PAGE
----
Were I forced to pick my favorite Michael Jackson recording -- and one of the best songs about New York City -- it would be "Human Nature," the late singer's 1982 ballad of desire. Recorded for the "Thriller" album, it's the song that I never tire of hearing, and one that makes the perfect aural gift on the King of Pop's birthday.
Jackson would have been 54 years old today. He recorded "Human Nature" 30 years ago at Westlake Recording Studios in West Hollywood. In fact, in addition to being the anniversary of his birth, during this period exactly three decades back, Jackson, producer Quincy Jones, and the rest of the band and production team were busy creating "Thriller." (And "Bad" celebrates its 25th anniversary this year.)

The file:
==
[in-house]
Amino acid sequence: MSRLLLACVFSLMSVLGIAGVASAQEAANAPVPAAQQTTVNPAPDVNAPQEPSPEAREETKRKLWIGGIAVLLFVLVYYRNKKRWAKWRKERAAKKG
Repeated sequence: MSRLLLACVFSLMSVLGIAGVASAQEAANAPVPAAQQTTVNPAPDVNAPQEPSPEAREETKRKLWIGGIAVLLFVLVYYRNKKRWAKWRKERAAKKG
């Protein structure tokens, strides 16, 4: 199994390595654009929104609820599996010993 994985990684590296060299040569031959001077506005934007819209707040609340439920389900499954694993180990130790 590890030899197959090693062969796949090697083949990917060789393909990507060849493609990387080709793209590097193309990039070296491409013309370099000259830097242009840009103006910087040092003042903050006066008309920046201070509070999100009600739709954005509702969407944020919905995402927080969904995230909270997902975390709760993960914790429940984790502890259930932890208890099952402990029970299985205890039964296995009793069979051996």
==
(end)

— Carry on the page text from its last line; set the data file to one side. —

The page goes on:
They commenced recording "Thriller" in April of '82, and concluded in November. The last song they put to tape was "Human Nature."
Written by lyricist John Bettis (who also wrote the Carpenters' "Top of the World" and Madonna's "Crazy for You," among many others) with music by Steve Porcaro of Toto, "Human Nature" is a perfect New York snapshot. It imagines the metropolis as a seductress, with Jackson trapped somewhere within four walls while "the city winks a sleepless eye." The allure is physical: He can hear the voice of New York "shake my window," and he's powerless against it. He can describe the pull but can't explain it: "Tell them that it's human nature -- why does he do me that way?"